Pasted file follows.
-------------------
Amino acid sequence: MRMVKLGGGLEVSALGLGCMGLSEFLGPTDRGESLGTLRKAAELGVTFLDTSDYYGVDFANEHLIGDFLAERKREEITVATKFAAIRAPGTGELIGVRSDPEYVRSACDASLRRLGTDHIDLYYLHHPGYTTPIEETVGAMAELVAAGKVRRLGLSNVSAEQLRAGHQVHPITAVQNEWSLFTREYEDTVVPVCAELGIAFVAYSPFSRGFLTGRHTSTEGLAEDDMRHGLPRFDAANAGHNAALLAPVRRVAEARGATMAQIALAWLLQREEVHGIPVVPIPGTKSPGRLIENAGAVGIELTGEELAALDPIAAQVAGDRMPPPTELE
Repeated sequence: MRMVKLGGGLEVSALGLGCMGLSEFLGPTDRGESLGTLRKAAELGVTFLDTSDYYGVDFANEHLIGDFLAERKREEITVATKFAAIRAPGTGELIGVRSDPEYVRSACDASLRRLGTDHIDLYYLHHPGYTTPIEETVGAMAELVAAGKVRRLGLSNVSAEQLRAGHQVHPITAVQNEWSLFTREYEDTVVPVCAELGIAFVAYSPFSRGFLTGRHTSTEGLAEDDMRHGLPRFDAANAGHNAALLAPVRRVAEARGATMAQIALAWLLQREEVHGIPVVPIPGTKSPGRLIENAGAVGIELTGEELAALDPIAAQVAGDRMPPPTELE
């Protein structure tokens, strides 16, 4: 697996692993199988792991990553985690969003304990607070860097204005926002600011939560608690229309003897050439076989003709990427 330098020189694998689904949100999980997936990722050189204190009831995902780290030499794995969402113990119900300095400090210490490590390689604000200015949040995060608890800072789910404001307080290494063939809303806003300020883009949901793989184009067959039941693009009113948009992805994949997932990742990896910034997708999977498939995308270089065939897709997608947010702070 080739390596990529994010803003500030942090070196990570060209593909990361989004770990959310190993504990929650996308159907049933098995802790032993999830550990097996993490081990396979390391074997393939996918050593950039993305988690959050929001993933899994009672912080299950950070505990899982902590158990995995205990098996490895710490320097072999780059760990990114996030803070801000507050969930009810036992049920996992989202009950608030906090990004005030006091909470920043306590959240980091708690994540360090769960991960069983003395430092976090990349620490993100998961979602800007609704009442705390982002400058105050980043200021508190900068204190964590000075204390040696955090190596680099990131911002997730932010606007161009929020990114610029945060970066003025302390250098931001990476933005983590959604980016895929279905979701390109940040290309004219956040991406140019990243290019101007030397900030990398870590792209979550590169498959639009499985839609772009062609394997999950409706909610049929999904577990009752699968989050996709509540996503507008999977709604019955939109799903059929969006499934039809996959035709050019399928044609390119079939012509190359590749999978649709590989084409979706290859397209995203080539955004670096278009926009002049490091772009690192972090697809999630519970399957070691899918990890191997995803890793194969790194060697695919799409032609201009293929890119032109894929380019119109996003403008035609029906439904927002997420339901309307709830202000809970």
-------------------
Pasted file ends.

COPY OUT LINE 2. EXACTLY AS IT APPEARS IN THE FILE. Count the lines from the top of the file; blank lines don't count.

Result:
Repeated sequence: MRMVKLGGGLEVSALGLGCMGLSEFLGPTDRGESLGTLRKAAELGVTFLDTSDYYGVDFANEHLIGDFLAERKREEITVATKFAAIRAPGTGELIGVRSDPEYVRSACDASLRRLGTDHIDLYYLHHPGYTTPIEETVGAMAELVAAGKVRRLGLSNVSAEQLRAGHQVHPITAVQNEWSLFTREYEDTVVPVCAELGIAFVAYSPFSRGFLTGRHTSTEGLAEDDMRHGLPRFDAANAGHNAALLAPVRRVAEARGATMAQIALAWLLQREEVHGIPVVPIPGTKSPGRLIENAGAVGIELTGEELAALDPIAAQVAGDRMPPPTELE